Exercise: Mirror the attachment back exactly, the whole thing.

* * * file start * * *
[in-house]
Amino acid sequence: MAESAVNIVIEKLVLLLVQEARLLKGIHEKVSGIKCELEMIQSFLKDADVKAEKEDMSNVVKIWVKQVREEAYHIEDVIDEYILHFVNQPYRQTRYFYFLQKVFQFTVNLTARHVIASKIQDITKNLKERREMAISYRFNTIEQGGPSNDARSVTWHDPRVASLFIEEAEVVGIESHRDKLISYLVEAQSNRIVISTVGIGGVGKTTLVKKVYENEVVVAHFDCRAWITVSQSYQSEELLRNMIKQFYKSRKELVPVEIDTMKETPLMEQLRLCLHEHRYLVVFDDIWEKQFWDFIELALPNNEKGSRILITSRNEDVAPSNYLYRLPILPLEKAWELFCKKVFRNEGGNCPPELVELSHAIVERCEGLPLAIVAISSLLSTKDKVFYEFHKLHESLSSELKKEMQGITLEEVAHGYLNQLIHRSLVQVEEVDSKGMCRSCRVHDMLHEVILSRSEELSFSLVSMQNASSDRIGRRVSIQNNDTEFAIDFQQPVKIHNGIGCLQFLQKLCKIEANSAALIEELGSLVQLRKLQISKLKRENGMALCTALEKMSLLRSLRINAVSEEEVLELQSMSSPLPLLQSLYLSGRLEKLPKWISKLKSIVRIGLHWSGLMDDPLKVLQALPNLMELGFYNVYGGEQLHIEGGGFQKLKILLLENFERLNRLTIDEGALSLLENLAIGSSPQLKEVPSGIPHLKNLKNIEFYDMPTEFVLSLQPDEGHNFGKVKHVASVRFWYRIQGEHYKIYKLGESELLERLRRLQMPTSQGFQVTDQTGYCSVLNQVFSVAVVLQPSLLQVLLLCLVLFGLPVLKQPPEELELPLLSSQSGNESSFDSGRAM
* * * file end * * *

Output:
[in-house]
Amino acid sequence: MAESAVNIVIEKLVLLLVQEARLLKGIHEKVSGIKCELEMIQSFLKDADVKAEKEDMSNVVKIWVKQVREEAYHIEDVIDEYILHFVNQPYRQTRYFYFLQKVFQFTVNLTARHVIASKIQDITKNLKERREMAISYRFNTIEQGGPSNDARSVTWHDPRVASLFIEEAEVVGIESHRDKLISYLVEAQSNRIVISTVGIGGVGKTTLVKKVYENEVVVAHFDCRAWITVSQSYQSEELLRNMIKQFYKSRKELVPVEIDTMKETPLMEQLRLCLHEHRYLVVFDDIWEKQFWDFIELALPNNEKGSRILITSRNEDVAPSNYLYRLPILPLEKAWELFCKKVFRNEGGNCPPELVELSHAIVERCEGLPLAIVAISSLLSTKDKVFYEFHKLHESLSSELKKEMQGITLEEVAHGYLNQLIHRSLVQVEEVDSKGMCRSCRVHDMLHEVILSRSEELSFSLVSMQNASSDRIGRRVSIQNNDTEFAIDFQQPVKIHNGIGCLQFLQKLCKIEANSAALIEELGSLVQLRKLQISKLKRENGMALCTALEKMSLLRSLRINAVSEEEVLELQSMSSPLPLLQSLYLSGRLEKLPKWISKLKSIVRIGLHWSGLMDDPLKVLQALPNLMELGFYNVYGGEQLHIEGGGFQKLKILLLENFERLNRLTIDEGALSLLENLAIGSSPQLKEVPSGIPHLKNLKNIEFYDMPTEFVLSLQPDEGHNFGKVKHVASVRFWYRIQGEHYKIYKLGESELLERLRRLQMPTSQGFQVTDQTGYCSVLNQVFSVAVVLQPSLLQVLLLCLVLFGLPVLKQPPEELELPLLSSQSGNESSFDSGRAM